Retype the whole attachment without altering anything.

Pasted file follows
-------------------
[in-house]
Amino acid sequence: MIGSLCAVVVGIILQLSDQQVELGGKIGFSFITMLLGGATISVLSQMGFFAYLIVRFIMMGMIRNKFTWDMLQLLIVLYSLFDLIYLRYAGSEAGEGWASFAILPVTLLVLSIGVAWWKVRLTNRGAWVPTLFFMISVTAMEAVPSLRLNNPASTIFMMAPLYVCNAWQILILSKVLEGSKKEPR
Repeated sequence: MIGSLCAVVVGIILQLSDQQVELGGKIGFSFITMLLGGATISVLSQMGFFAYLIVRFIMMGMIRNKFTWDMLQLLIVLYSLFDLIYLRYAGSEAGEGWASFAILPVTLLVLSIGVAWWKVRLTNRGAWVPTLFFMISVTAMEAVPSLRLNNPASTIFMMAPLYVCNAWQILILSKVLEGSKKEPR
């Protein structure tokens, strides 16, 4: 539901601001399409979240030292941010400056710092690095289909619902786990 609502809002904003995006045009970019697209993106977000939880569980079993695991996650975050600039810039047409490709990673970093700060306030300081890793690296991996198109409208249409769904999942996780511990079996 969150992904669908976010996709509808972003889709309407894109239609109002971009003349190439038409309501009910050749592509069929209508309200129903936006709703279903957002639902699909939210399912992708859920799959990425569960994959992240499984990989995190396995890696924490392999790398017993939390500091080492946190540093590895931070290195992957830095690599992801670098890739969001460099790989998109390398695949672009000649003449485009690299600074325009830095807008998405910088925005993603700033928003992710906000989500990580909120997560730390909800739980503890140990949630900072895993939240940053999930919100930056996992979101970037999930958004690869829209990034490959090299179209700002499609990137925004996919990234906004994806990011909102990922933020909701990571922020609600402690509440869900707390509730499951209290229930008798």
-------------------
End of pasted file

[in-house]
Amino acid sequence: MIGSLCAVVVGIILQLSDQQVELGGKIGFSFITMLLGGATISVLSQMGFFAYLIVRFIMMGMIRNKFTWDMLQLLIVLYSLFDLIYLRYAGSEAGEGWASFAILPVTLLVLSIGVAWWKVRLTNRGAWVPTLFFMISVTAMEAVPSLRLNNPASTIFMMAPLYVCNAWQILILSKVLEGSKKEPR
Repeated sequence: MIGSLCAVVVGIILQLSDQQVELGGKIGFSFITMLLGGATISVLSQMGFFAYLIVRFIMMGMIRNKFTWDMLQLLIVLYSLFDLIYLRYAGSEAGEGWASFAILPVTLLVLSIGVAWWKVRLTNRGAWVPTLFFMISVTAMEAVPSLRLNNPASTIFMMAPLYVCNAWQILILSKVLEGSKKEPR
């Protein structure tokens, strides 16, 4: 539901601001399409979240030292941010400056710092690095289909619902786990 609502809002904003995006045009970019697209993106977000939880569980079993695991996650975050600039810039047409490709990673970093700060306030300081890793690296991996198109409208249409769904999942996780511990079996 969150992904669908976010996709509808972003889709309407894109239609109002971009003349190439038409309501009910050749592509069929209508309200129903936006709703279903957002639902699909939210399912992708859920799959990425569960994959992240499984990989995190396995890696924490392999790398017993939390500091080492946190540093590895931070290195992957830095690599992801670098890739969001460099790989998109390398695949672009000649003449485009690299600074325009830095807008998405910088925005993603700033928003992710906000989500990580909120997560730390909800739980503890140990949630900072895993939240940053999930919100930056996992979101970037999930958004690869829209990034490959090299179209700002499609990137925004996919990234906004994806990011909102990922933020909701990571922020609600402690509440869900707390509730499951209290229930008798």